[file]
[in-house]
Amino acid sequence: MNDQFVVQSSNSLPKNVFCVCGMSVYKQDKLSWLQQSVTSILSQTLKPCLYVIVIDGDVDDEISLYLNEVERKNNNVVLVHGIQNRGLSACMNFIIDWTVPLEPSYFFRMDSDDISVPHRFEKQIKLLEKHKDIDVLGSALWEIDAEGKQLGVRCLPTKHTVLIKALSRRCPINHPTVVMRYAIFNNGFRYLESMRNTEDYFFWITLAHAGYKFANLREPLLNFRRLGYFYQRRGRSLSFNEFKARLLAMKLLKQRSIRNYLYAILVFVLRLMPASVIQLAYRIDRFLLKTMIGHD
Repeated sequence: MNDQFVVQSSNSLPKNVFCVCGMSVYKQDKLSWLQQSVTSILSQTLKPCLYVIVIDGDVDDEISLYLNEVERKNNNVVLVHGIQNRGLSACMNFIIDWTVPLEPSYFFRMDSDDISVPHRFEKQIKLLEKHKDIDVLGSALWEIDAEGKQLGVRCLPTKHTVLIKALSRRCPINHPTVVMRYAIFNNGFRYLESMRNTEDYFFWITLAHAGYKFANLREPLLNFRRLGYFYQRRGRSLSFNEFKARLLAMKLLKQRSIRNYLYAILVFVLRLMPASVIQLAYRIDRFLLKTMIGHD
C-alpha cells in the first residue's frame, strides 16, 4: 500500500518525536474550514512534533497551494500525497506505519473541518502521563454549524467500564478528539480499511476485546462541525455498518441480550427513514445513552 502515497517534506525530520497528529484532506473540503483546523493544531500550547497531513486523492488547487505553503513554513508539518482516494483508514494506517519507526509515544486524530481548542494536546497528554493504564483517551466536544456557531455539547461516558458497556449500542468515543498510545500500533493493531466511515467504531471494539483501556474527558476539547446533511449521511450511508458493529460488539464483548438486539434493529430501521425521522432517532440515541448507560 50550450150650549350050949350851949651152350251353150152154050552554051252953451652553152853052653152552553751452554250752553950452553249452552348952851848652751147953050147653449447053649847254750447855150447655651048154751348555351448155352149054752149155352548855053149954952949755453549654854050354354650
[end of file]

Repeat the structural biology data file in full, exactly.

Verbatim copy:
[in-house]
Amino acid sequence: MNDQFVVQSSNSLPKNVFCVCGMSVYKQDKLSWLQQSVTSILSQTLKPCLYVIVIDGDVDDEISLYLNEVERKNNNVVLVHGIQNRGLSACMNFIIDWTVPLEPSYFFRMDSDDISVPHRFEKQIKLLEKHKDIDVLGSALWEIDAEGKQLGVRCLPTKHTVLIKALSRRCPINHPTVVMRYAIFNNGFRYLESMRNTEDYFFWITLAHAGYKFANLREPLLNFRRLGYFYQRRGRSLSFNEFKARLLAMKLLKQRSIRNYLYAILVFVLRLMPASVIQLAYRIDRFLLKTMIGHD
Repeated sequence: MNDQFVVQSSNSLPKNVFCVCGMSVYKQDKLSWLQQSVTSILSQTLKPCLYVIVIDGDVDDEISLYLNEVERKNNNVVLVHGIQNRGLSACMNFIIDWTVPLEPSYFFRMDSDDISVPHRFEKQIKLLEKHKDIDVLGSALWEIDAEGKQLGVRCLPTKHTVLIKALSRRCPINHPTVVMRYAIFNNGFRYLESMRNTEDYFFWITLAHAGYKFANLREPLLNFRRLGYFYQRRGRSLSFNEFKARLLAMKLLKQRSIRNYLYAILVFVLRLMPASVIQLAYRIDRFLLKTMIGHD
C-alpha cells in the first residue's frame, strides 16, 4: 500500500518525536474550514512534533497551494500525497506505519473541518502521563454549524467500564478528539480499511476485546462541525455498518441480550427513514445513552 502515497517534506525530520497528529484532506473540503483546523493544531500550547497531513486523492488547487505553503513554513508539518482516494483508514494506517519507526509515544486524530481548542494536546497528554493504564483517551466536544456557531455539547461516558458497556449500542468515543498510545500500533493493531466511515467504531471494539483501556474527558476539547446533511449521511450511508458493529460488539464483548438486539434493529430501521425521522432517532440515541448507560 50550450150650549350050949350851949651152350251353150152154050552554051252953451652553152853052653152552553751452554250752553950452553249452552348952851848652751147953050147653449447053649847254750447855150447655651048154751348555351448155352149054752149155352548855053149954952949755453549654854050354354650